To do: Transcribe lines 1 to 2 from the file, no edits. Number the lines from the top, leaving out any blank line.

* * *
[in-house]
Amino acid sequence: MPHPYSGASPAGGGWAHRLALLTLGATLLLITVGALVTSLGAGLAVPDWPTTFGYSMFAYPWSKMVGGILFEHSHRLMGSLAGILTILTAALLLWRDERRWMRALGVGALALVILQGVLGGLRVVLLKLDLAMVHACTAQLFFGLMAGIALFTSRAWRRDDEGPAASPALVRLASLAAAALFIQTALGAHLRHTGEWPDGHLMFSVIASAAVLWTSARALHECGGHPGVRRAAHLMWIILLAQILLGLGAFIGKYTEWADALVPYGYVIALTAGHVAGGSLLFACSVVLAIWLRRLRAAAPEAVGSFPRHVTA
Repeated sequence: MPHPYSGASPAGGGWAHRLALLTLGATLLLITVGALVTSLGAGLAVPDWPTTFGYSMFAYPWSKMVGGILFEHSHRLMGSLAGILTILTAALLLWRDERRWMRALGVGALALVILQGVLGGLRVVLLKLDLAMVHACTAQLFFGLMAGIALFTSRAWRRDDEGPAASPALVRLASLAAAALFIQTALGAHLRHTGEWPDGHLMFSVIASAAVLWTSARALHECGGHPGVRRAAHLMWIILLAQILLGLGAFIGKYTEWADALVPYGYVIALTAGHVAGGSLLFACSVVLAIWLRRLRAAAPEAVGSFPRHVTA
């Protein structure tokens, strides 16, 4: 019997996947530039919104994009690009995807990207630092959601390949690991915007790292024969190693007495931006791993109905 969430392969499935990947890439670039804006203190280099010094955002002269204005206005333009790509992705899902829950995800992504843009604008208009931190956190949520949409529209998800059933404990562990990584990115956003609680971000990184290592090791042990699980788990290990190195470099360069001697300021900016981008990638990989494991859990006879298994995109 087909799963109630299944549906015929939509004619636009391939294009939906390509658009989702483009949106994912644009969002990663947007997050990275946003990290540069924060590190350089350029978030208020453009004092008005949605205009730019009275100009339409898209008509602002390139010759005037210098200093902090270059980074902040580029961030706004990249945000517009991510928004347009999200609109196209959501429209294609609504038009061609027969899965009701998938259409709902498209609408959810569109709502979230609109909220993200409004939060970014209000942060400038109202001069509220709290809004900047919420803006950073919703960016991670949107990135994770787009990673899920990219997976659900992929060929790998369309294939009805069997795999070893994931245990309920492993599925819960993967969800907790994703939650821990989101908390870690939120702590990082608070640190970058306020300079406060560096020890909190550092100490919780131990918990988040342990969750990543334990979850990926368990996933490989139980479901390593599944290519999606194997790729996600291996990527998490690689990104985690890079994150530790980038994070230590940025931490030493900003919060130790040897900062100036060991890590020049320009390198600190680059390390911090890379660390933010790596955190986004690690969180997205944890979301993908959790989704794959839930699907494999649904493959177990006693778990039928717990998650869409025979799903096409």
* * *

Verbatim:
[in-house]
Amino acid sequence: MPHPYSGASPAGGGWAHRLALLTLGATLLLITVGALVTSLGAGLAVPDWPTTFGYSMFAYPWSKMVGGILFEHSHRLMGSLAGILTILTAALLLWRDERRWMRALGVGALALVILQGVLGGLRVVLLKLDLAMVHACTAQLFFGLMAGIALFTSRAWRRDDEGPAASPALVRLASLAAAALFIQTALGAHLRHTGEWPDGHLMFSVIASAAVLWTSARALHECGGHPGVRRAAHLMWIILLAQILLGLGAFIGKYTEWADALVPYGYVIALTAGHVAGGSLLFACSVVLAIWLRRLRAAAPEAVGSFPRHVTA